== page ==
Agelena labyrinthica

Agelena labyrinthica

''Agelena labyrinthica'' is a species of spider in the family Agelenidae, which contains 1146 species of funnel-web spiders. It is a widespread species in Europe, where there are 180 species, and in Central Europe, where there are 30 species currently known.

Funnel-web spiders typically range in size from 8–12 millimetres for males and 10–14 mm for females. ''Agelena labyrinthica'', however, has a body length of up to 18 mm . The abdomen is dark with a pale central band flanked by white chevron marks. The cephalothorax is yellow-brown and bears two, broad longitudinal stripes positioned towards the front of the spider.
The Funnel of Death This photo is best appreciated fullscreen. I've been seeing spider webs in a tunnel shape quite frequently in my area but never with a spider in it until this day. This is the Agelena labyrinthica, a spider that builds a complex web system, where one part of the web is horizontal and used for catching prey, whilst the connected tunnel(or funnel) is for retreating. Check out how this species is excitingly feeding on a large pile of aphids.  Agelena labyrinthica,Geotagged,Heesch,Macro,The Netherlands

Appearance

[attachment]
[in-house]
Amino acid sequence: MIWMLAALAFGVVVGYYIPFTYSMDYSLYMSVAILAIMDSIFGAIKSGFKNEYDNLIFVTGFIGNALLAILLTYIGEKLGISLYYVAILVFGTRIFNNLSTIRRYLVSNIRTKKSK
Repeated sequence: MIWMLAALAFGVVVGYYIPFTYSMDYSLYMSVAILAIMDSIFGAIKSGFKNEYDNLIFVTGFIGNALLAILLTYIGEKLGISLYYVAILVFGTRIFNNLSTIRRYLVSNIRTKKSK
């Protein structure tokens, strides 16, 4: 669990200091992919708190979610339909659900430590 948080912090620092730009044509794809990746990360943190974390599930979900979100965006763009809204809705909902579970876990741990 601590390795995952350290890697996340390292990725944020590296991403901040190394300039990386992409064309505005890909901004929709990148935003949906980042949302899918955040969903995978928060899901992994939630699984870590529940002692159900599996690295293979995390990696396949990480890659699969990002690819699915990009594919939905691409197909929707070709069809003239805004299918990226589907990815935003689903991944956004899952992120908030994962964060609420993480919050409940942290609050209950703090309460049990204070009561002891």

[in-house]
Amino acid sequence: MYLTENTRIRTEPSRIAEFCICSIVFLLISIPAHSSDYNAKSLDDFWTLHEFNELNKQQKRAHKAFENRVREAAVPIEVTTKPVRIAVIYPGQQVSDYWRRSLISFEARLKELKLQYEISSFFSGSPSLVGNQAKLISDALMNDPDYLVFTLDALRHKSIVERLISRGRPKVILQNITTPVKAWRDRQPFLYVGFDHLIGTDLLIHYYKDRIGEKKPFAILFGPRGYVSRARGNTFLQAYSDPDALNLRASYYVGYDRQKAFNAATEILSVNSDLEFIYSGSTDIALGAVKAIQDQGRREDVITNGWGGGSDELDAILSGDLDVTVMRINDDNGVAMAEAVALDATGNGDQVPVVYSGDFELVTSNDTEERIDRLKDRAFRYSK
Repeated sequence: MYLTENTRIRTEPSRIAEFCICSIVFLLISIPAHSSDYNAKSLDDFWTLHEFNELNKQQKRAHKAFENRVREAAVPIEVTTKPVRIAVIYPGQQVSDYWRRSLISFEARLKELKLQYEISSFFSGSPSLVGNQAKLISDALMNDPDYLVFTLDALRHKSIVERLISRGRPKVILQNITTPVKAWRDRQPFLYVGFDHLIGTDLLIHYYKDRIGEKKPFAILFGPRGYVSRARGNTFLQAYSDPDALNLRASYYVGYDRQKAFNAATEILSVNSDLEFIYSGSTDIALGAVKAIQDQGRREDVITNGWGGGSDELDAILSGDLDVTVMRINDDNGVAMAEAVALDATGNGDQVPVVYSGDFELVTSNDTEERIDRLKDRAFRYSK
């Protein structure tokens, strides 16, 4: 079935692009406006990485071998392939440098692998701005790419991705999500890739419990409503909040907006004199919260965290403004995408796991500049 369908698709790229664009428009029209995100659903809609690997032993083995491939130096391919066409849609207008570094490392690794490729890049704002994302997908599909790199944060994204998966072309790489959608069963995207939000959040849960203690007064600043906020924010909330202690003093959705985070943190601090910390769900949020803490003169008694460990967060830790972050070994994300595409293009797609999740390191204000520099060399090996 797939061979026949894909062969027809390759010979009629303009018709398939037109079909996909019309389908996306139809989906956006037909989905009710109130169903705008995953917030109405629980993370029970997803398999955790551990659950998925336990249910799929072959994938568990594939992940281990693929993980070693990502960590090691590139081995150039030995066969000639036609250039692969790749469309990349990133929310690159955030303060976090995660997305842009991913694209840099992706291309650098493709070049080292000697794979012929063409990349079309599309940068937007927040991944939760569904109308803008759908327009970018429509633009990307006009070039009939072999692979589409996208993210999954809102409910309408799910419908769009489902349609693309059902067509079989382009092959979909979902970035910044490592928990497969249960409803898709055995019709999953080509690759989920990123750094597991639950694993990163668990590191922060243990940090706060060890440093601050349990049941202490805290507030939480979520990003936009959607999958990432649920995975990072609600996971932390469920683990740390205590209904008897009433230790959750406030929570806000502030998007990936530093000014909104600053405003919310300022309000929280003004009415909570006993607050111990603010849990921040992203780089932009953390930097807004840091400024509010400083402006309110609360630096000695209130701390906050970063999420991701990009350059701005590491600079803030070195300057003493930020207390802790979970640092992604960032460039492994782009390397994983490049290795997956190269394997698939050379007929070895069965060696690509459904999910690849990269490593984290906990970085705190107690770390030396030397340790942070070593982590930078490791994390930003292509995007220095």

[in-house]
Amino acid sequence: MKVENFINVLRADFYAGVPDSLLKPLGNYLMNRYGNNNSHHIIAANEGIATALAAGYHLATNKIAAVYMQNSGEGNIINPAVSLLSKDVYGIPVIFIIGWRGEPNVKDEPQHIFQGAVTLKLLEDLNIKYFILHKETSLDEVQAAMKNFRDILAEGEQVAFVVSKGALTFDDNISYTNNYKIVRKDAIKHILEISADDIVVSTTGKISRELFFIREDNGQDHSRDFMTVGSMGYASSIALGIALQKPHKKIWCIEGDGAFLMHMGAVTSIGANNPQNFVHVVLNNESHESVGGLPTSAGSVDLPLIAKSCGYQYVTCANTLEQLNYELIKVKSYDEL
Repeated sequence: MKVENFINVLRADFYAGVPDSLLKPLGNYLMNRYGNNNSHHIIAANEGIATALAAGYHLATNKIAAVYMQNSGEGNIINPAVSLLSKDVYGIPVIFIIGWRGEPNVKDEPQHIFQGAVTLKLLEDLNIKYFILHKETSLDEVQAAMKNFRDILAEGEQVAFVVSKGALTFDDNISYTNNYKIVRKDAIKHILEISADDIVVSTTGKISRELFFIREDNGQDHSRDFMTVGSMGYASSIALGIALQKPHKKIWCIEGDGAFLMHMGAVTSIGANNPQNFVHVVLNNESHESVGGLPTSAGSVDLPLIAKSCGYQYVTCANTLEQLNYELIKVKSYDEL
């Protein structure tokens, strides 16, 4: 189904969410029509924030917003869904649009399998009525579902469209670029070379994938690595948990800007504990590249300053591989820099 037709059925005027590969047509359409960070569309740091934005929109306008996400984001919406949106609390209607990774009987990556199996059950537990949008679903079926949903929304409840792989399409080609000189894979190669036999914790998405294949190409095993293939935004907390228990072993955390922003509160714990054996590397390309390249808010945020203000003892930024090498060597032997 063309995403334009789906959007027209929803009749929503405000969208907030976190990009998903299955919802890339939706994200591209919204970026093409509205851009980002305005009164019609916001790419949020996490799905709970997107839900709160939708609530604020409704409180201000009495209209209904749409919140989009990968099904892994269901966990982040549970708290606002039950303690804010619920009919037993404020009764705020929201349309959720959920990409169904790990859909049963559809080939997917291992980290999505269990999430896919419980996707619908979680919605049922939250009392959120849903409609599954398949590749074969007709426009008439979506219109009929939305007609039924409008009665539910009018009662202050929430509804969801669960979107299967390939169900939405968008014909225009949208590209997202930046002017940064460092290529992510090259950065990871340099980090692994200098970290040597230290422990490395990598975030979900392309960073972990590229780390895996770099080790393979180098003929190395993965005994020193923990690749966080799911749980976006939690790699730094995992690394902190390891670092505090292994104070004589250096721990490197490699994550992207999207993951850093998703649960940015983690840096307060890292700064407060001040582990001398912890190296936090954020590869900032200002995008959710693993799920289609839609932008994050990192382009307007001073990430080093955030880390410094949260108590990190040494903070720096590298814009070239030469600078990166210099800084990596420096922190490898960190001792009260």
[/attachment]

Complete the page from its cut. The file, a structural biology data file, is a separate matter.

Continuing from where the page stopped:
Common to all spiders in the family Agelenidae, is the prominent pair of two segmented posterior spinnerets. However, in ''A. labyrinthica'' these segmented spinnerets are further elongated, with the second segment being almost twice the length of the basal segment. Another morphological feature of ''A. labyrinthica'' is the spider's venom apparatus. Showing many similarities with the species ''Loxosceles intermadia'', the venom glands of ''A. labyrinthica'' generally consists of paired structures located in the spider's abdomen. These paired structures interact with two ducts that lead into the spider's fangs. The venom glands of ''A. labyrinthica'' are considered to be relatively large, and extend out of the chelicerae to reach the middle of the abdomen. The venom glands of ''A. labyrinthica'' also are unique in that they are long and tubular and are surrounded by a layer of muscles that encircle the glands.